Last month, the government of Bolivia rolled out new plans for literacy programs in 36 of the country’s indigenous languages. The move isn’t out of character for president Evo Morales. About a decade ago, he made training in Quechua or Aymara, the two most widely-spoken indigenous languages, standard practice for civil servants. But a widespread literacy program focusing on indigenous languages which are for the most part significantly less widespread than Quechua or Aymara is something else entirely. By coupling literacy drives with language revitalization, Evo has woven language revitalization into that patchwork quilt of global objectives about which any credible international actor must at least pretend to care — literacy, clean water, education, stability. And now language. It’s easy to dismiss such news from the Andes as nothing more than an idiosyncrasy of South America’s only majority-indigenous nation. And to some extent that’s fair: weaponized linguistic chauvinism still runs rampant.
For centuries, it was thought in the west that one’s language proficiency could be more or less objectively measured. Language separated the educated from the vulgar just as much as it separated human from beast. As a corollary to this, it was believed that languages could be “superior” or “inferior” inasmuch as they conformed to an ideal of how a superior communicator ought to communicate. In practice, of course, this meant that the tongues of dominant nations past and present were fetishized – first Greek and Latin, later French, German, and even Old English. When colonial governments sought to promote education in the colonial language, freeing children from the burdens of speaking an inferior language was seen as an act of altruism. When the Stolen Generation was taken, a key component of Australian government policy was forbidding the children from speaking in their original languages. A great many Chinese nationalists after the fall of the Qing dynasty in 1912 even blamed past defeats at the hands of the West to possessing an inferior language, in some cases making seemingly absurd arguments – that China needed to adopt Esperanto or that Germany was such a strong country because its language featured more consonant clusters than Chinese.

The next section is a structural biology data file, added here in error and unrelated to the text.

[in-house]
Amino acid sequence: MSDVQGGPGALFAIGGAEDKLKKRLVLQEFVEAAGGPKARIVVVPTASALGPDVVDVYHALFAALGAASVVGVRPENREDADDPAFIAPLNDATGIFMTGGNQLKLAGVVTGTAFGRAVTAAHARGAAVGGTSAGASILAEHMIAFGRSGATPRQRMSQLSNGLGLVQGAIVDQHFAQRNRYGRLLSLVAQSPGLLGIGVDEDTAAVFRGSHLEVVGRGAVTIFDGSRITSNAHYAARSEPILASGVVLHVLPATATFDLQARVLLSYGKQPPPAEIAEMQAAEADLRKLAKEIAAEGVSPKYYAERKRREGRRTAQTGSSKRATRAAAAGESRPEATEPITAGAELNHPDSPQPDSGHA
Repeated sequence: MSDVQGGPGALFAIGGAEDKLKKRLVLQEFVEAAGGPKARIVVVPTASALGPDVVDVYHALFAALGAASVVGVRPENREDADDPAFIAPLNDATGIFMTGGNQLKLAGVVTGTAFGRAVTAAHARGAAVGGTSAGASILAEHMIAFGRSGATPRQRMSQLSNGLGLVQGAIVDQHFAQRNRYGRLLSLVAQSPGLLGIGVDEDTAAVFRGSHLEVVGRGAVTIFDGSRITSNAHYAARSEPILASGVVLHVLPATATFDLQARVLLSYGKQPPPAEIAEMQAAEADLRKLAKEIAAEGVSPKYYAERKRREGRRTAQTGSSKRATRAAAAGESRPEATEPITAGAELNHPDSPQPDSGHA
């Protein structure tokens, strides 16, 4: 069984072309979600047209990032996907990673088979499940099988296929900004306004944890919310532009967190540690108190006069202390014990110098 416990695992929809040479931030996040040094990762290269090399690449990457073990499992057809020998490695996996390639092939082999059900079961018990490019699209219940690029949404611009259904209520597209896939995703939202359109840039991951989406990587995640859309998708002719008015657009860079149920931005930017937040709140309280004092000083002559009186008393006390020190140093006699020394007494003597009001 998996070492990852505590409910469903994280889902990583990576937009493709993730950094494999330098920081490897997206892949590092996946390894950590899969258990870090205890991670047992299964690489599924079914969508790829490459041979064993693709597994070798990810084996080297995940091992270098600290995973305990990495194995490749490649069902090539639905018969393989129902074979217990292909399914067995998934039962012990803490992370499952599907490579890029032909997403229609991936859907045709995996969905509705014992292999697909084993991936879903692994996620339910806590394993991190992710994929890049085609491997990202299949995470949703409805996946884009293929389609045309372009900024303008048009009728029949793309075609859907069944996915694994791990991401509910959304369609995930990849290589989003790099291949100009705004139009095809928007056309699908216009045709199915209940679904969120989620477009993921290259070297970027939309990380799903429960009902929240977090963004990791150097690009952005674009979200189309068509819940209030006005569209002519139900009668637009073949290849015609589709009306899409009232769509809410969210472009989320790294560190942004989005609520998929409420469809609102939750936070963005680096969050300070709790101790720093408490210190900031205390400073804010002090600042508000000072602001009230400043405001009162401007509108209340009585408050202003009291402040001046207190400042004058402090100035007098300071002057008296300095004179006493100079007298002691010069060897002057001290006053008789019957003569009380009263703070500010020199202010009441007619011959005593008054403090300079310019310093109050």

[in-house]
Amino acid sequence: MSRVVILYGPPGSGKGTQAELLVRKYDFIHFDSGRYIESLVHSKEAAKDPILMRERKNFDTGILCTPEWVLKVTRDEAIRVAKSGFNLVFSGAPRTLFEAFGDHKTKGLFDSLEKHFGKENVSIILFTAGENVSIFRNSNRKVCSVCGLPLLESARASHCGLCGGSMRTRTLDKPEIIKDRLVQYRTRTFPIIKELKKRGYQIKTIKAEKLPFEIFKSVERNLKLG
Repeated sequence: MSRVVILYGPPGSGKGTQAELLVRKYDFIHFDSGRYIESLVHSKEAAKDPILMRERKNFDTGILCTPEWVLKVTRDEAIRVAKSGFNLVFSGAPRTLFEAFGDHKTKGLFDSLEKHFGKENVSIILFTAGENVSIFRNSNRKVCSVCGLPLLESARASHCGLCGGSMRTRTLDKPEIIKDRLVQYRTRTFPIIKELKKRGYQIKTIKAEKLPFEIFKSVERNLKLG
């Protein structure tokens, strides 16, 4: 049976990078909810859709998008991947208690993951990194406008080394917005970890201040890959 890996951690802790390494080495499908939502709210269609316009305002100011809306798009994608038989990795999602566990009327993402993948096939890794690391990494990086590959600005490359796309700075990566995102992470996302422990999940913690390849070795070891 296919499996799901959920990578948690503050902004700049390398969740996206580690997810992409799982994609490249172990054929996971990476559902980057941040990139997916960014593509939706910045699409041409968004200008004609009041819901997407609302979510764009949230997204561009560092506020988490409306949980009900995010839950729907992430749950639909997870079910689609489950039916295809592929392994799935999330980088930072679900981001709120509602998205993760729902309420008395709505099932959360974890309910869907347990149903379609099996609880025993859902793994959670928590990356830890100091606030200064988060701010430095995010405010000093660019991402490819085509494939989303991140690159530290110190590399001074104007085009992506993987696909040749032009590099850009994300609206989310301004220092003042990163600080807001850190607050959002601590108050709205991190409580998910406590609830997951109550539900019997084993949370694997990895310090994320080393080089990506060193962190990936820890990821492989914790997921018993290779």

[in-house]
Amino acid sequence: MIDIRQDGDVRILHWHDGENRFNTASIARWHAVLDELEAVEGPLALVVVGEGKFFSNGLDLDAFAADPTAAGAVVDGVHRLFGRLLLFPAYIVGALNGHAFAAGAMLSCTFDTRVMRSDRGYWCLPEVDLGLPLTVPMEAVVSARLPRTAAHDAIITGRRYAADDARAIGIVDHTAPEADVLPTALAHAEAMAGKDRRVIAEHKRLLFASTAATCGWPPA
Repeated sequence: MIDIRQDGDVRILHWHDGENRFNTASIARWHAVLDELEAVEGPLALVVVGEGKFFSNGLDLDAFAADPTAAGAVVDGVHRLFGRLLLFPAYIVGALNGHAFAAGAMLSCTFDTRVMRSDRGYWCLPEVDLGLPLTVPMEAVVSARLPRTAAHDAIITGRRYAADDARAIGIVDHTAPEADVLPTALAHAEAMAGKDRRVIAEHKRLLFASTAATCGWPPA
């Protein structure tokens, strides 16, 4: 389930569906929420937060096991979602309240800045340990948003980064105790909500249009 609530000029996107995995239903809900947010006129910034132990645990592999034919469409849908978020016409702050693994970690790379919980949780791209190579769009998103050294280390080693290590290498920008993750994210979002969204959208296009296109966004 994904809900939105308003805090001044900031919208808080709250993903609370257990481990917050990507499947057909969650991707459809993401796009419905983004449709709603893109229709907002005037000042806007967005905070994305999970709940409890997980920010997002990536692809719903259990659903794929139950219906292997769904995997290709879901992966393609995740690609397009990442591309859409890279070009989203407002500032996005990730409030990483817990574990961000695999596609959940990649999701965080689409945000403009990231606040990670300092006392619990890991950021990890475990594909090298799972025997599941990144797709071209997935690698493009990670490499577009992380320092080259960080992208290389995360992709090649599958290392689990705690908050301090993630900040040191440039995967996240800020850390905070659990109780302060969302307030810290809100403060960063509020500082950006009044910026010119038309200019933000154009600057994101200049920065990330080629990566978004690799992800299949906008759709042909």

In the past half-century, attitudes have slowly shifted. Polyglots the world over have always recognized the social and intellectual value of speaking multiple languages, but governments and civil society are in truth only just getting on board.
One of my favorite quotes about language is an excerpt from the writings of a 1440 work by Osbern Bokenham. It reads, in part:
…þat þey myghte semyn þe more worschipfull and honorable and þe redliere comyn to þe famyliarite of þe worthy and þe grete, leftyn hure modre tounge and labouryd to kunne spekyn Frenssh: and thus by processe of tyme barbariʒid thei in bothyn and spokyn neythyr good Frenssh nor good Englyssh.
Bokenham is complaining that the English-speakers of his day were bastardizing their speech by allowing Norman French to influence their tongue. Read today, this is Kafkaesque and comical; the strong influence of French is simply part of the story of the historical development of ‘correct’ English, and Bokenham gives little real argumentation as to why the ‘pure’ version of 15th century English was actually better than anything else.
Bokenham’s myopia, though, is still with us. Despite the gradual shift of governments and international organizations towards cultural relativism, including as regards recognizing the importance of linguistic diversity, chauvinistic attitudes that set one language or certain languages above others are still very much with us. We see them in political campaigns to establish particular specific languages, in the often limited selection of language courses offered by educational institutions, in popular epithets and stereotypes directed against those from a particular linguistic background.
To me, SLE is so special because it represents a bottom-up complement to the top-down changes in governmental attitudes represented by programs such as Morales’. Leveraging the unique nature of modern tertiary education, wherein students from an incredible variety of linguistic backgrounds form a single community, SLE compensates for the lingering influence that linguistic chauvinism still holds in our governments, curricula, and society.
We are in the midst of a sea change, and SLE, and all the students who’ve given labor and love to SLE, are a part of that. History is being written, and, gradually, more and more is being written in a universal language – the language of progress.